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Outstanding physical therapy teacher draws on her life experiences

Marisa PerdomoPhoto by Jon Nalick

Marisa Perdomo, a graduate teaching assistant in the Department of Biokinesiology and Physical Therapy, has always viewed physical therapists such as herself as not just therapists, but teachers as well, offering life-changing lessons for patients.

As it turns out, Perdomo’s students and peers think she’s more than a therapist, too—which is why she is being honored with the Outstanding Teaching Assistant Award at USC’s 23nd annual Academic Honors Convocation on March 11.

A student in the post-professional doctoral program for physical therapy, with a master’s degree in biokinesiology and physical therapy from USC, Perdomo, 43, said that a lifelong interest in medicine and a painful experience as a hospital patient drew her to physical therapy.

“I remember when I was younger reading an article in Newsweek about a college football player injured in a game and hearing about his rehabilitation. I was thinking, ‘Here’s a profession that helps people regain function,’ and I knew that was what I wanted to do,” she said.

In her teens, she experienced a painful recovery from lymphoma treatment, exacerbated by nurses who hefted her from bed without apparent concern for her comfort or how it might affect her healing.

“I thought, ‘There has to be a better way than this. There has to be someone who can teach you how to move in bed without pain,’” she said.

Now a nationally recognized lecturer in oncology-based physical therapy, Perdomo brings to the classroom not only her experiences working as an orthopedic manual therapist and developing a community-based support group for lymphedema patients, but the unique perspective she has as a survivor of three bouts of cancer.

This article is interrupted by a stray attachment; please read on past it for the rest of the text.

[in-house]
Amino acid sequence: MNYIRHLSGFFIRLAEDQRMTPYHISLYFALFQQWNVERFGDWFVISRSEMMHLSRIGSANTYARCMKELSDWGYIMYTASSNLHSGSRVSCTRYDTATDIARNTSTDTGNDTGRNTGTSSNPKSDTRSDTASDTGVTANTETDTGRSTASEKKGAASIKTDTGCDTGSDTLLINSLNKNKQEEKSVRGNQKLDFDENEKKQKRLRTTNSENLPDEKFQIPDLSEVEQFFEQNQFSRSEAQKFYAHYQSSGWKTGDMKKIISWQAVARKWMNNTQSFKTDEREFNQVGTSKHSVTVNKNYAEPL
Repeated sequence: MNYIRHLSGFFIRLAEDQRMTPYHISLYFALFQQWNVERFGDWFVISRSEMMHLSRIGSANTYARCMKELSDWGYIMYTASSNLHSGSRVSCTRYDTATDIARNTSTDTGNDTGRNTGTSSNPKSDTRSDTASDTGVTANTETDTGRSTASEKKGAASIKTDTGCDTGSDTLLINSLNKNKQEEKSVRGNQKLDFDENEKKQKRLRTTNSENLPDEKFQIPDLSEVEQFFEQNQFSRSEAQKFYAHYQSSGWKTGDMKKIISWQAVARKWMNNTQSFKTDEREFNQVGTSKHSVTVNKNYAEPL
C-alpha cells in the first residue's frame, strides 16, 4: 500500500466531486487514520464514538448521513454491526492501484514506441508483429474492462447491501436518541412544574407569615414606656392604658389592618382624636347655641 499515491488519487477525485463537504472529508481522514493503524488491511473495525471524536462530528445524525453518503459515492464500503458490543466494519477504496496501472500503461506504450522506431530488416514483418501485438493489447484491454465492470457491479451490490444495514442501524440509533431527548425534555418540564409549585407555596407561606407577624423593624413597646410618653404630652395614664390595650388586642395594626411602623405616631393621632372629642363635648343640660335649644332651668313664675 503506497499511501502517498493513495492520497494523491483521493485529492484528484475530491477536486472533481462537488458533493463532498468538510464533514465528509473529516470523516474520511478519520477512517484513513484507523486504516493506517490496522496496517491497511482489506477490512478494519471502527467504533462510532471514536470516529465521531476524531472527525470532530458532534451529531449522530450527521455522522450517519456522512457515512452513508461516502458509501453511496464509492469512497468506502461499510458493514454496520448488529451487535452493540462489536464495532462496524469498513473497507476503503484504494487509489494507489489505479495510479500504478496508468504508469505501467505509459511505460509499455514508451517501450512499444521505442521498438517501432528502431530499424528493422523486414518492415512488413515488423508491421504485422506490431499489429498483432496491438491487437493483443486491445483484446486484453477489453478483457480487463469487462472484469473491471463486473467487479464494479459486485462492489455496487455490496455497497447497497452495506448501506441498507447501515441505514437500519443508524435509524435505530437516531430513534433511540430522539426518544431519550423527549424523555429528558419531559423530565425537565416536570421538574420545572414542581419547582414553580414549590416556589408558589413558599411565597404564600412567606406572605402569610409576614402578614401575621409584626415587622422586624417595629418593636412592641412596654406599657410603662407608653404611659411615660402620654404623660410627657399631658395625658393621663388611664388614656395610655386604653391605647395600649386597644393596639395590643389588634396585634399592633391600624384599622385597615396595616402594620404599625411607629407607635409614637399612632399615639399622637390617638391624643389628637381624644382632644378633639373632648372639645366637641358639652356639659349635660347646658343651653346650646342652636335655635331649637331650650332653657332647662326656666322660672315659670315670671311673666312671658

Perdomo’s students describe her as an extremely knowledgeable and attentive instructor, as well as an important source of encouragement and guidance.

Perdomo said that what she loves best about teaching “is taking a topic that students know nothing about and then finding something that excites them about it—something that sparks an interest or passion or touches a heart string. There’s nothing like seeing a student get excited about comprehending new material or mastering a new skill or technique.

“The other great thing about being a teacher is that you also have to be a professional student yourself. You have to constantly learn and challenge yourself to be able to teach anything.”

Describing her teaching philosophy, Perdomo said that she strives to “create a supportive atmosphere where students feel challenged during the learning process, but remain confident in their ability to integrate and apply the new concepts.”

Outstanding physical therapy teacher draws on her life experiences

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